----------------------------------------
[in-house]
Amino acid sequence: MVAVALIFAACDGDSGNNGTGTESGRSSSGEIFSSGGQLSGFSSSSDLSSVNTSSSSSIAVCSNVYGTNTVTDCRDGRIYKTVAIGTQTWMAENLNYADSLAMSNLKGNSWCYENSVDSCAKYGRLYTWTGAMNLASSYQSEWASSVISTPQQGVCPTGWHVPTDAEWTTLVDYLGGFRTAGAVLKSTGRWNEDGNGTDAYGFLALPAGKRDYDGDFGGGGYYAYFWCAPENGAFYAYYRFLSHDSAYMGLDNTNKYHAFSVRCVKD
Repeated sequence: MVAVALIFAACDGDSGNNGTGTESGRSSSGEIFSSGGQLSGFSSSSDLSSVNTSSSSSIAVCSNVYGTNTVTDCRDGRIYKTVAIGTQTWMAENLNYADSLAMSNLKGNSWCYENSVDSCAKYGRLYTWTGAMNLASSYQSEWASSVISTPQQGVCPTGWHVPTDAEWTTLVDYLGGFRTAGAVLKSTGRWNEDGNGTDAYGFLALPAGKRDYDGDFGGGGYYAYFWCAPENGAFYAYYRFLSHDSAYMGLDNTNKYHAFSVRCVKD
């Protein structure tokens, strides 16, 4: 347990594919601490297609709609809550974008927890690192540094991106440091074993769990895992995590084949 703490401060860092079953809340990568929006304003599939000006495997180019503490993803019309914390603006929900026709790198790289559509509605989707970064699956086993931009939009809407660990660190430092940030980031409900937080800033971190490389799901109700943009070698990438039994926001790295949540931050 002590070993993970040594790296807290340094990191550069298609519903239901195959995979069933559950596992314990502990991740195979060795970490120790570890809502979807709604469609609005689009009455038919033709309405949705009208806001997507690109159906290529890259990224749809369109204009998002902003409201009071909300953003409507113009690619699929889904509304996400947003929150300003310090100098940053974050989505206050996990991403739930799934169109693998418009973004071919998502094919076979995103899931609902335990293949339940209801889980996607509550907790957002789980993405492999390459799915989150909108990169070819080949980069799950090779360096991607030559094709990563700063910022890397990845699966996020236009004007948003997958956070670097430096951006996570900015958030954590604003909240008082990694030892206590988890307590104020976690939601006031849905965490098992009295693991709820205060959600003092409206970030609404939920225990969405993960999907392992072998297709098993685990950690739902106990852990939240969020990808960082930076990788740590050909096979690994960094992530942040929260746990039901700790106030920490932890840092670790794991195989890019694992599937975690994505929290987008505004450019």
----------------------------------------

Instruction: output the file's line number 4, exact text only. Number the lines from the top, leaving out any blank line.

């Protein structure tokens, strides 16, 4: 347990594919601490297609709609809550974008927890690192540094991106440091074993769990895992995590084949 703490401060860092079953809340990568929006304003599939000006495997180019503490993803019309914390603006929900026709790198790289559509509605989707970064699956086993931009939009809407660990660190430092940030980031409900937080800033971190490389799901109700943009070698990438039994926001790295949540931050 002590070993993970040594790296807290340094990191550069298609519903239901195959995979069933559950596992314990502990991740195979060795970490120790570890809502979807709604469609609005689009009455038919033709309405949705009208806001997507690109159906290529890259990224749809369109204009998002902003409201009071909300953003409507113009690619699929889904509304996400947003929150300003310090100098940053974050989505206050996990991403739930799934169109693998418009973004071919998502094919076979995103899931609902335990293949339940209801889980996607509550907790957002789980993405492999390459799915989150909108990169070819080949980069799950090779360096991607030559094709990563700063910022890397990845699966996020236009004007948003997958956070670097430096951006996570900015958030954590604003909240008082990694030892206590988890307590104020976690939601006031849905965490098992009295693991709820205060959600003092409206970030609404939920225990969405993960999907392992072998297709098993685990950690739902106990852990939240969020990808960082930076990788740590050909096979690994960094992530942040929260746990039901700790106030920490932890840092670790794991195989890019694992599937975690994505929290987008505004450019």